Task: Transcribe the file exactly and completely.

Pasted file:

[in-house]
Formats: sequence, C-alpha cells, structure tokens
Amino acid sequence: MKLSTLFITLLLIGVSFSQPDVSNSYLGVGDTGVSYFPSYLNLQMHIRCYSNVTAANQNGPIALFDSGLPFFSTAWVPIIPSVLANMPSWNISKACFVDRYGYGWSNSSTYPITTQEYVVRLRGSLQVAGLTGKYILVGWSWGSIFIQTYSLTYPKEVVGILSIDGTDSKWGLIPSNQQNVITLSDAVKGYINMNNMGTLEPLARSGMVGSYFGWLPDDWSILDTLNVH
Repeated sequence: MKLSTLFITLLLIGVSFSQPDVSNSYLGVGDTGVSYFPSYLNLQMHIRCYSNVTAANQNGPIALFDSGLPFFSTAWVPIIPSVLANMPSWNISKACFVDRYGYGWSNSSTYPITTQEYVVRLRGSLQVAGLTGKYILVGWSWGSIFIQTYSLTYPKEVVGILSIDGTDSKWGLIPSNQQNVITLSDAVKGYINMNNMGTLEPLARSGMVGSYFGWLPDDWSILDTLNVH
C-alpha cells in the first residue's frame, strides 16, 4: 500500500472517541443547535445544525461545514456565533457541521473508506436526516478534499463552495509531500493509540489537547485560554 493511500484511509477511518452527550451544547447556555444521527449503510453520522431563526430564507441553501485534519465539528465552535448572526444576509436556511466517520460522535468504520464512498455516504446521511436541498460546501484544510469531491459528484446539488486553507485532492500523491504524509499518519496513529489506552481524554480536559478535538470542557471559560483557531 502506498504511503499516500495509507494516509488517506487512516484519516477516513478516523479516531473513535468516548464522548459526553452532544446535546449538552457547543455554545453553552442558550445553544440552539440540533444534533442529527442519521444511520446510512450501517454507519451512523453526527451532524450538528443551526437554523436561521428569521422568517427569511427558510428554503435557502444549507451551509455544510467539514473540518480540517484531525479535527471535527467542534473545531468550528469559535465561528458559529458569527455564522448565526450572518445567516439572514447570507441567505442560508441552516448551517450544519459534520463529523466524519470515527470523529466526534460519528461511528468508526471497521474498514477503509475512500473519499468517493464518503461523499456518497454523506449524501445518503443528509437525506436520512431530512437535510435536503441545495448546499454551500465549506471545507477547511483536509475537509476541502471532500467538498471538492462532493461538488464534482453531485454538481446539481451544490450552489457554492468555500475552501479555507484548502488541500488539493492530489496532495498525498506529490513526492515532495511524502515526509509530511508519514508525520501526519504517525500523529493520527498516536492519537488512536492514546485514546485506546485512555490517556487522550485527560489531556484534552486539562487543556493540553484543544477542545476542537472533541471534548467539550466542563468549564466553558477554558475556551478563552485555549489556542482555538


[in-house]
Formats: sequence, C-alpha cells, structure tokens
Amino acid sequence: MKLSTLFITLLLIGVSFSQPDVSNSYLGVGDTGVSYFPSYLNLQMHIRCYSNVTAANQNGPIALFDSGLPFFSTAWVPIIPSVLANMPSWNISKACFVDRYGYGWSNSSTYPITTQEYVVRLRGSLQVAGLTGKYILVGWSWGSIFIQTYSLTYPKEVVGILSIDGTDSKWGLIPSNQQNVITLSDAVKGYINMNNMGTLEPLARSGMVGSYFGWLPDDWSILDTLNVH
Repeated sequence: MKLSTLFITLLLIGVSFSQPDVSNSYLGVGDTGVSYFPSYLNLQMHIRCYSNVTAANQNGPIALFDSGLPFFSTAWVPIIPSVLANMPSWNISKACFVDRYGYGWSNSSTYPITTQEYVVRLRGSLQVAGLTGKYILVGWSWGSIFIQTYSLTYPKEVVGILSIDGTDSKWGLIPSNQQNVITLSDAVKGYINMNNMGTLEPLARSGMVGSYFGWLPDDWSILDTLNVH
C-alpha cells in the first residue's frame, strides 16, 4: 500500500472517541443547535445544525461545514456565533457541521473508506436526516478534499463552495509531500493509540489537547485560554 493511500484511509477511518452527550451544547447556555444521527449503510453520522431563526430564507441553501485534519465539528465552535448572526444576509436556511466517520460522535468504520464512498455516504446521511436541498460546501484544510469531491459528484446539488486553507485532492500523491504524509499518519496513529489506552481524554480536559478535538470542557471559560483557531 502506498504511503499516500495509507494516509488517506487512516484519516477516513478516523479516531473513535468516548464522548459526553452532544446535546449538552457547543455554545453553552442558550445553544440552539440540533444534533442529527442519521444511520446510512450501517454507519451512523453526527451532524450538528443551526437554523436561521428569521422568517427569511427558510428554503435557502444549507451551509455544510467539514473540518480540517484531525479535527471535527467542534473545531468550528469559535465561528458559529458569527455564522448565526450572518445567516439572514447570507441567505442560508441552516448551517450544519459534520463529523466524519470515527470523529466526534460519528461511528468508526471497521474498514477503509475512500473519499468517493464518503461523499456518497454523506449524501445518503443528509437525506436520512431530512437535510435536503441545495448546499454551500465549506471545507477547511483536509475537509476541502471532500467538498471538492462532493461538488464534482453531485454538481446539481451544490450552489457554492468555500475552501479555507484548502488541500488539493492530489496532495498525498506529490513526492515532495511524502515526509509530511508519514508525520501526519504517525500523529493520527498516536492519537488512536492514546485514546485506546485512555490517556487522550485527560489531556484534552486539562487543556493540553484543544477542545476542537472533541471534548467539550466542563468549564466553558477554558475556551478563552485555549489556542482555538